Joe D

    hahahaha..now that cracked me up!!!

    funny

    cheers

    ps- both of you guys love of playing is great!! inspiring

  12. #11

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    I'm glad the post generated such good comments. Thank you, all!

    Love my Longhorn (so to speak)!

    The Capona video was on a larger theorbo, not mine, with an 83cms playing string length, 14cms longer than my theorbo. It was LOUD.

    Part of the deal in selling my 175 was the inclusion of a Peerless Manhattan, which is now my only jazz guitar. It's actually a fine guitar, not a 175, but it will certainly keep me happy for now.

  13. #12

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    Happy New Theorbo Day, Rob! Didn't even know that an instrument of this name existed. It sounds beautiful and so does your playing! Why am I not amazed that you can play such a beast? LOL!

  14. #13

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    Cheers, Tommo. Happy you have now made your acquaintance with the old beast.

  15. #14

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    Rob, can you cut the top and put a pickup in there??



    Beautiful stuff!

  16. #15

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    Or you can just wedge a BJB in there..
    JD

  17. #16

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    Personally, I think that's the most beautiful musical instrument ever made - and one of the best sounding, too

  18. #17

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    I'm so jealous...


    congrats!!!

  19. #18

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    Ah, the Counter Reformation, my favorite outcome of the Reformation. Happy new stringed instrument day Rob. Your playing and your history lesson made my morning. Thanks for sharing!

  20. #19

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    Can you get a gigbag that will fit, though? And careful not to dislocate your thumb, hitting those low strings!

    No seriously, Rob, that is one beautiful-looking and -sounding instrument!

  21. #20

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    Cheers, lads. I remember once taking a larger one through the London Underground, with a lute in my other hand, and a back pack. One American spoke to me, asking, "What IS that?", to which I replied "A lute". I've never forgotten his response: "Maaan, that's the MOTHER of all lutes!" Americans,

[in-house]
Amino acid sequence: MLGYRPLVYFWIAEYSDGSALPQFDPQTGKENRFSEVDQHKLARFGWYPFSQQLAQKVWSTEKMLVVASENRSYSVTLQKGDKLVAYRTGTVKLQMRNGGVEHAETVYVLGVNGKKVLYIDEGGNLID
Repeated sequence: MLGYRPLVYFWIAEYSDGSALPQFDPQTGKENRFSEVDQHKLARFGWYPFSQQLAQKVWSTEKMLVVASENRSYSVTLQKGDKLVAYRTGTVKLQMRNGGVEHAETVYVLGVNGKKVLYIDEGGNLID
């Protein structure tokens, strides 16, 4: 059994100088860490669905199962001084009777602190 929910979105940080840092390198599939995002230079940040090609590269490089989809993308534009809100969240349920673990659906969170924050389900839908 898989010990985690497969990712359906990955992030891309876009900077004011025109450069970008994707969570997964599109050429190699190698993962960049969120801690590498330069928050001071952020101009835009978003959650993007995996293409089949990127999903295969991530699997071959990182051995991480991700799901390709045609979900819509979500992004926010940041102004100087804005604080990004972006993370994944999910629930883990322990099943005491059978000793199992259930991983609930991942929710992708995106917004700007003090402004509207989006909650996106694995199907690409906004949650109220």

22. #21

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    Quote Originally Posted by Rob MacKillop
    Cheers, lads. I remember once taking a larger one through the London Underground, with a lute in my other hand, and a back pack. One American spoke to me, asking, "What IS that?", to which I replied "A lute". I've never forgotten his response: "Maaan, that's the MOTHER of all lutes!" Americans,
    The "Motherlute"!

  23. #22

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    Latest video. Some french baroque:


  24. #23

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    Folks, not in the Capona clip, but in the others you can see Rob's right-hand technique. This is a good look at lute technique, FWIW. Rob is using the lutist's attack on the strings--which is considerably shallower than the "traditional" classical guitarist's right-hand approach. (I say "traditional," but lute playing is older than guitar playing.)

    When I was a student of classical guitar, I also worked with a lute player who was quite good. She helped me with this right-hand style on lute.

    It was good to see and hear Rob on his theorbo. What a nice "wake up in the morning" sound for my morning coffee.

  25. #24

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    Yes, Greentone, well observed. Each instrument I play has a different technique, and one of these days I'll get them all mixed up! Plectrum Theorbo - now, there's an idea!

  26. #25

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    Theorbo-lin!